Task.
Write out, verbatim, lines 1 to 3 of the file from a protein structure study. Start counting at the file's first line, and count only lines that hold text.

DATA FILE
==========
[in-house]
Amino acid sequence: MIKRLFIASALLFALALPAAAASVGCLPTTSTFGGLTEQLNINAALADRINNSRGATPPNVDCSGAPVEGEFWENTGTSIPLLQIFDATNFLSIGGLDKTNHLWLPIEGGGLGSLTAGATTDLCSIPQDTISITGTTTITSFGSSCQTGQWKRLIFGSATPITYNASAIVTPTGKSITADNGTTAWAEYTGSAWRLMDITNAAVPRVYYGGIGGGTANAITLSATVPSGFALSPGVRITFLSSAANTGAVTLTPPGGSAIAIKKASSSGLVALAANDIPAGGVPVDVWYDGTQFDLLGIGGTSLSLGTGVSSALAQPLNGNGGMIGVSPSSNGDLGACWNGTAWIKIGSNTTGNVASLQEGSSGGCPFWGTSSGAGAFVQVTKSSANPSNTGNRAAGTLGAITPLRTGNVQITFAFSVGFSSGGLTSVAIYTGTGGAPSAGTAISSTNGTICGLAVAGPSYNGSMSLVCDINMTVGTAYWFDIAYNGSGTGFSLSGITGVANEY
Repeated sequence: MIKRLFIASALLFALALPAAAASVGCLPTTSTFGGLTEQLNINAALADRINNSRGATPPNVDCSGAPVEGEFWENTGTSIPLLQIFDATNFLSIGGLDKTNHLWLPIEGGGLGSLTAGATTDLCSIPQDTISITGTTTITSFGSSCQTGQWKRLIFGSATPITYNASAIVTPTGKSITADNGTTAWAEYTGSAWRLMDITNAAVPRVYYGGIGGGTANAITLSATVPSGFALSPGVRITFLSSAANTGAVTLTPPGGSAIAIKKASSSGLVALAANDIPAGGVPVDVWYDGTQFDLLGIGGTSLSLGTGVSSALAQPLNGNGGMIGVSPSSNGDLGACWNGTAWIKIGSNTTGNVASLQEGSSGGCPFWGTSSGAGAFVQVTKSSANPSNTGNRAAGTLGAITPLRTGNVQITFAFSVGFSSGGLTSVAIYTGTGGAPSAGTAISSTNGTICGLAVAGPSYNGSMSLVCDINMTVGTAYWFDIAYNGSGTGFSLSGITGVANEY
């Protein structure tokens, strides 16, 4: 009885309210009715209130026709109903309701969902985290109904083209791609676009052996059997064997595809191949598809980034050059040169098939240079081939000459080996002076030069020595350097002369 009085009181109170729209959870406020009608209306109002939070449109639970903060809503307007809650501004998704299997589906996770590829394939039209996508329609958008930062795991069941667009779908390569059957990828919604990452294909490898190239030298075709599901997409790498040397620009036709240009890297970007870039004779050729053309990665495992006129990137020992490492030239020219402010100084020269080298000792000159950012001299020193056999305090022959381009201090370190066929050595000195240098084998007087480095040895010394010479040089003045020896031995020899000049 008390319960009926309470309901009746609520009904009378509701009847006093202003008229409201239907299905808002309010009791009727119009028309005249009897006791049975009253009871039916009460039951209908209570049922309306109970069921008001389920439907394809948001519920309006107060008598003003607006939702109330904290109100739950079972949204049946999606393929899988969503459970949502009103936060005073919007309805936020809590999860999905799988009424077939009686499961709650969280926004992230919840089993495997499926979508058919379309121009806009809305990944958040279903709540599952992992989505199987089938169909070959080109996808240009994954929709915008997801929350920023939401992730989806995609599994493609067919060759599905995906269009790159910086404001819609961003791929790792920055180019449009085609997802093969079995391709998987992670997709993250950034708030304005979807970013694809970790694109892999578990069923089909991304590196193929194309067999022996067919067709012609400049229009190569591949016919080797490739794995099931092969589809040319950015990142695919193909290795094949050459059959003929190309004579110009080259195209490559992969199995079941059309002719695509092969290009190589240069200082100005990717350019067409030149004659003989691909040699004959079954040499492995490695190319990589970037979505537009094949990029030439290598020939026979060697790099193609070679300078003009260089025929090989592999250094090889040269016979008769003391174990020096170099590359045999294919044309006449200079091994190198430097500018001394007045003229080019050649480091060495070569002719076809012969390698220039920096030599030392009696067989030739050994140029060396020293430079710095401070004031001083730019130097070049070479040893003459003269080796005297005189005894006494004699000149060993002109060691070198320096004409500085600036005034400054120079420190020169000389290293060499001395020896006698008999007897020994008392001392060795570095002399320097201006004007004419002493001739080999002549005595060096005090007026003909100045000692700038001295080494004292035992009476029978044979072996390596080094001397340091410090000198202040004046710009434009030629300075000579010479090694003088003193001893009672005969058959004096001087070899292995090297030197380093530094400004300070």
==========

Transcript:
[in-house]
Amino acid sequence: MIKRLFIASALLFALALPAAAASVGCLPTTSTFGGLTEQLNINAALADRINNSRGATPPNVDCSGAPVEGEFWENTGTSIPLLQIFDATNFLSIGGLDKTNHLWLPIEGGGLGSLTAGATTDLCSIPQDTISITGTTTITSFGSSCQTGQWKRLIFGSATPITYNASAIVTPTGKSITADNGTTAWAEYTGSAWRLMDITNAAVPRVYYGGIGGGTANAITLSATVPSGFALSPGVRITFLSSAANTGAVTLTPPGGSAIAIKKASSSGLVALAANDIPAGGVPVDVWYDGTQFDLLGIGGTSLSLGTGVSSALAQPLNGNGGMIGVSPSSNGDLGACWNGTAWIKIGSNTTGNVASLQEGSSGGCPFWGTSSGAGAFVQVTKSSANPSNTGNRAAGTLGAITPLRTGNVQITFAFSVGFSSGGLTSVAIYTGTGGAPSAGTAISSTNGTICGLAVAGPSYNGSMSLVCDINMTVGTAYWFDIAYNGSGTGFSLSGITGVANEY
Repeated sequence: MIKRLFIASALLFALALPAAAASVGCLPTTSTFGGLTEQLNINAALADRINNSRGATPPNVDCSGAPVEGEFWENTGTSIPLLQIFDATNFLSIGGLDKTNHLWLPIEGGGLGSLTAGATTDLCSIPQDTISITGTTTITSFGSSCQTGQWKRLIFGSATPITYNASAIVTPTGKSITADNGTTAWAEYTGSAWRLMDITNAAVPRVYYGGIGGGTANAITLSATVPSGFALSPGVRITFLSSAANTGAVTLTPPGGSAIAIKKASSSGLVALAANDIPAGGVPVDVWYDGTQFDLLGIGGTSLSLGTGVSSALAQPLNGNGGMIGVSPSSNGDLGACWNGTAWIKIGSNTTGNVASLQEGSSGGCPFWGTSSGAGAFVQVTKSSANPSNTGNRAAGTLGAITPLRTGNVQITFAFSVGFSSGGLTSVAIYTGTGGAPSAGTAISSTNGTICGLAVAGPSYNGSMSLVCDINMTVGTAYWFDIAYNGSGTGFSLSGITGVANEY